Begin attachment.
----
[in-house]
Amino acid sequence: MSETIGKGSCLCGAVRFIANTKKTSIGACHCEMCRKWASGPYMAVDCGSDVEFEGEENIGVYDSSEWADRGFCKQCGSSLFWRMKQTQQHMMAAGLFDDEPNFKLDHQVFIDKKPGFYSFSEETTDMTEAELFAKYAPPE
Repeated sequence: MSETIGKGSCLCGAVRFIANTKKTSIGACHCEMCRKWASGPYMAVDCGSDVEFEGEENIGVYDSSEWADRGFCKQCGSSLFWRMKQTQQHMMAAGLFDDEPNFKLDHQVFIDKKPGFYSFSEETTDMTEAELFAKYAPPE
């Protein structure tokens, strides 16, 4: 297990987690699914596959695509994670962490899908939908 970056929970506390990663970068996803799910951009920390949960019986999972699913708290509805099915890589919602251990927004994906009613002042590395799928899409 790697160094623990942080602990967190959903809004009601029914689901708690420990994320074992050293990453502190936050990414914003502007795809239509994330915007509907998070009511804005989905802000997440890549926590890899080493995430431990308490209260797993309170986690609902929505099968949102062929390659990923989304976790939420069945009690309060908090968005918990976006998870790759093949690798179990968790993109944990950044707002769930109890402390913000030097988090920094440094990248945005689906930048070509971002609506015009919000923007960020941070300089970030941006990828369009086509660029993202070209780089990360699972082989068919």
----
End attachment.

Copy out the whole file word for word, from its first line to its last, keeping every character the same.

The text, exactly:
[in-house]
Amino acid sequence: MSETIGKGSCLCGAVRFIANTKKTSIGACHCEMCRKWASGPYMAVDCGSDVEFEGEENIGVYDSSEWADRGFCKQCGSSLFWRMKQTQQHMMAAGLFDDEPNFKLDHQVFIDKKPGFYSFSEETTDMTEAELFAKYAPPE
Repeated sequence: MSETIGKGSCLCGAVRFIANTKKTSIGACHCEMCRKWASGPYMAVDCGSDVEFEGEENIGVYDSSEWADRGFCKQCGSSLFWRMKQTQQHMMAAGLFDDEPNFKLDHQVFIDKKPGFYSFSEETTDMTEAELFAKYAPPE
């Protein structure tokens, strides 16, 4: 297990987690699914596959695509994670962490899908939908 970056929970506390990663970068996803799910951009920390949960019986999972699913708290509805099915890589919602251990927004994906009613002042590395799928899409 790697160094623990942080602990967190959903809004009601029914689901708690420990994320074992050293990453502190936050990414914003502007795809239509994330915007509907998070009511804005989905802000997440890549926590890899080493995430431990308490209260797993309170986690609902929505099968949102062929390659990923989304976790939420069945009690309060908090968005918990976006998870790759093949690798179990968790993109944990950044707002769930109890402390913000030097988090920094440094990248945005689906930048070509971002609506015009919000923007960020941070300089970030941006990828369009086509660029993202070209780089990360699972082989068919």